Monday, September 22, 2008

A Church-State Aside On the Proposed Financial Bailout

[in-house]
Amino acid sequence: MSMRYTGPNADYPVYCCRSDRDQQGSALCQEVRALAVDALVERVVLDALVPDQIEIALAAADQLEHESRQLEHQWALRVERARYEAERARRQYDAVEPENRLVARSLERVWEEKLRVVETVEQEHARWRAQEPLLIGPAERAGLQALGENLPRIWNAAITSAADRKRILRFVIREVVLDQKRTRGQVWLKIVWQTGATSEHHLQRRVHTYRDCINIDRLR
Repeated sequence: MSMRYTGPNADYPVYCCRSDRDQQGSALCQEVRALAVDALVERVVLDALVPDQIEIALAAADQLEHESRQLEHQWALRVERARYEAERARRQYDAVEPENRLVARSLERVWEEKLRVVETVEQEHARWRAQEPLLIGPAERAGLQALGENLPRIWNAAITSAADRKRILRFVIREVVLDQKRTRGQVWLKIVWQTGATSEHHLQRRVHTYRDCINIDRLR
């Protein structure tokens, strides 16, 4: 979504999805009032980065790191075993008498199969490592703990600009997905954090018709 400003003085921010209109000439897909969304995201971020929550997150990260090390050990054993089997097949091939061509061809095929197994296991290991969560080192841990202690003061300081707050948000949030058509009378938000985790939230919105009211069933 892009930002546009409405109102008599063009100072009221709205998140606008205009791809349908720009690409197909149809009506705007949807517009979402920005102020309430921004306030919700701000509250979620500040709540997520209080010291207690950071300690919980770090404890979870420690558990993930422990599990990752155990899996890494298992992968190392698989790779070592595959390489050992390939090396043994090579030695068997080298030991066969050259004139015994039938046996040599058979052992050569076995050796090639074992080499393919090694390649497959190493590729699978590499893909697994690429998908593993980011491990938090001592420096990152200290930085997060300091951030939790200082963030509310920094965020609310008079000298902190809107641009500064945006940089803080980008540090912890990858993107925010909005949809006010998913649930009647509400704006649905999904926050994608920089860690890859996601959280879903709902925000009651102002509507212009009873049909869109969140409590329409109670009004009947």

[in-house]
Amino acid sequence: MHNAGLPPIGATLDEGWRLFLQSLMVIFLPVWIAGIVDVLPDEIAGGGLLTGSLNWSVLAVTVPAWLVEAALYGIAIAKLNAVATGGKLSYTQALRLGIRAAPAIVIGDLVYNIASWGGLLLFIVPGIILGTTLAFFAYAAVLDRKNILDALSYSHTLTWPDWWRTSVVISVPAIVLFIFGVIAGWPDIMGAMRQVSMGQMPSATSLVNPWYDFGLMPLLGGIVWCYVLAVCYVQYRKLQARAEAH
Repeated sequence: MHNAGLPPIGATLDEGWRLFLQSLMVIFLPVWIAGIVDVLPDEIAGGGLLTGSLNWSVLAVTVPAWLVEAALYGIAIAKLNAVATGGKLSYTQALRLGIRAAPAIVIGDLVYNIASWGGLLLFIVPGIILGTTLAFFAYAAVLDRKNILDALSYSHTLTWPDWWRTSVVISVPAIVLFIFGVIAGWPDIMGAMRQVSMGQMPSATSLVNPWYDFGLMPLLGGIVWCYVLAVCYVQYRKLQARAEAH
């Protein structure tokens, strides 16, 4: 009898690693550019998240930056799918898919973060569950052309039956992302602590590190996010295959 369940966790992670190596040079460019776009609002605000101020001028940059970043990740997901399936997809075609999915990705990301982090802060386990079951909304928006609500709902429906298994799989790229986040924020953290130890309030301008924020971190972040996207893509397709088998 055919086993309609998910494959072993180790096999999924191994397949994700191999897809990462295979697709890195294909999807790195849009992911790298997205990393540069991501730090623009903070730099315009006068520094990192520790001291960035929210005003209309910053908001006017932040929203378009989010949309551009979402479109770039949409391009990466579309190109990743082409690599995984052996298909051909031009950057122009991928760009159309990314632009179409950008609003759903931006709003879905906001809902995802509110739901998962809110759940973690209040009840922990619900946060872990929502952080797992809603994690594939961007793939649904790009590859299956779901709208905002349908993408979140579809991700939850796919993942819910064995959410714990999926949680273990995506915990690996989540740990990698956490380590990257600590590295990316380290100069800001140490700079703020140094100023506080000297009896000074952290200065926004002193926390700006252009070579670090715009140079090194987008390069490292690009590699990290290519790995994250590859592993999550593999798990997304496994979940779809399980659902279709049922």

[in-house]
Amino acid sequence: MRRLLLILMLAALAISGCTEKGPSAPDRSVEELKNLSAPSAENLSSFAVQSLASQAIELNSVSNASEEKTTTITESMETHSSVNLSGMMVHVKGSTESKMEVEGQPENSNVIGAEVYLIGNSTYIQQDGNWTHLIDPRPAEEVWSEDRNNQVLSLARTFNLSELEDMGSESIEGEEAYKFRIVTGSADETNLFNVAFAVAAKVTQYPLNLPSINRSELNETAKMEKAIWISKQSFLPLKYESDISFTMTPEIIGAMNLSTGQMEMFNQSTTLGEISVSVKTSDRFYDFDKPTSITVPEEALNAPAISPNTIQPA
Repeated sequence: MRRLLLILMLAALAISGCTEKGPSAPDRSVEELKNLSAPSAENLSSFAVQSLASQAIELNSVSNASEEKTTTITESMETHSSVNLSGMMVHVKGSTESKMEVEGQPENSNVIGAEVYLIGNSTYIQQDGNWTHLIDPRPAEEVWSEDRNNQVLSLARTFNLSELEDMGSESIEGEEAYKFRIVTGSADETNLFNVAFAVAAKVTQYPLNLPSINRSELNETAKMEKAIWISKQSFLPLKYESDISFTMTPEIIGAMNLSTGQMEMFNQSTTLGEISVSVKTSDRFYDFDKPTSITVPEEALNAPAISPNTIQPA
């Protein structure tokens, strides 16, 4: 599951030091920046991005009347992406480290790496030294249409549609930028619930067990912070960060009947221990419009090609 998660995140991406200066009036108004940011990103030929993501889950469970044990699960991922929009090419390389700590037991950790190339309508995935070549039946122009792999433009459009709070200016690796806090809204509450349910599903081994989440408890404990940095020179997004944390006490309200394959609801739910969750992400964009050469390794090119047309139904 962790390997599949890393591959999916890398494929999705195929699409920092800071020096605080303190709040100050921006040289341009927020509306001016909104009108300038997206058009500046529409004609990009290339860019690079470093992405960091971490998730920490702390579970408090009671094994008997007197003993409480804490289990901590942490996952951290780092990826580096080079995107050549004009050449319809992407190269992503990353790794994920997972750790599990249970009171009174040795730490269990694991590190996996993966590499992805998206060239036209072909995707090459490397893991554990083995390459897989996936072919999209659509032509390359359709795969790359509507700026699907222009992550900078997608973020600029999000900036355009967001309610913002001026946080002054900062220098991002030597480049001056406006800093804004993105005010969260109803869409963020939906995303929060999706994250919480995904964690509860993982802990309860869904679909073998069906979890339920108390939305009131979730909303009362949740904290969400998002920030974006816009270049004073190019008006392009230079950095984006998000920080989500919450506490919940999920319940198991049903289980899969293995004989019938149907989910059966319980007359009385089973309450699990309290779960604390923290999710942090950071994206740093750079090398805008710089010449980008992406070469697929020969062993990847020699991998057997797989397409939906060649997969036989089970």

The massive bailout of distressed financial institutions proposed over the weekend by the Treasury Department (New York Times) would give the government sweeping powers to "purchase ... mortgage related assets from any financial institution having its headquarters in the United States." Mortgage-related assets are defined in the draft bill (full text) as including "residential or commercial mortgages". An August 8 article in The Deal points out that a surprising number of churches are delinquent in their mortgage payments and face foreclosure, though lenders attempt to avoid foreclosing. In many cases the mortgage holders are not financial institutions, but instead holders of church bonds. But where the mortgage lender is a bank, is the draft bailout legislation broad enough to permit purchase of shaky church mortgages by the Treasury? If so, are there any church-state problems with the federal government essentially owning an interest in church buildings?

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